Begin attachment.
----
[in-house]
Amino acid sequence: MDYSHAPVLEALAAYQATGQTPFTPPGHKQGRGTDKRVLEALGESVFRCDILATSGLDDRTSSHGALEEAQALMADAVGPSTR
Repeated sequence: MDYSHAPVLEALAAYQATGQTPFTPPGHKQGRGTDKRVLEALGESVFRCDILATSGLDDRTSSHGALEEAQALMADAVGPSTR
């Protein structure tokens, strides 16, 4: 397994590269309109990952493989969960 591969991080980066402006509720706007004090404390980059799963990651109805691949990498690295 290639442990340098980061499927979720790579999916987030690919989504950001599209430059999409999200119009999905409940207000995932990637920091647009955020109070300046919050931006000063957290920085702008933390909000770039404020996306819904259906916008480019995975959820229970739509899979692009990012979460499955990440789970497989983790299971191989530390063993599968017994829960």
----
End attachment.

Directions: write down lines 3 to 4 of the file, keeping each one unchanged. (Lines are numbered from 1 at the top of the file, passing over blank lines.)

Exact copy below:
Repeated sequence: MDYSHAPVLEALAAYQATGQTPFTPPGHKQGRGTDKRVLEALGESVFRCDILATSGLDDRTSSHGALEEAQALMADAVGPSTR
């Protein structure tokens, strides 16, 4: 397994590269309109990952493989969960 591969991080980066402006509720706007004090404390980059799963990651109805691949990498690295 290639442990340098980061499927979720790579999916987030690919989504950001599209430059999409999200119009999905409940207000995932990637920091647009955020109070300046919050931006000063957290920085702008933390909000770039404020996306819904259906916008480019995975959820229970739509899979692009990012979460499955990440789970497989983790299971191989530390063993599968017994829960």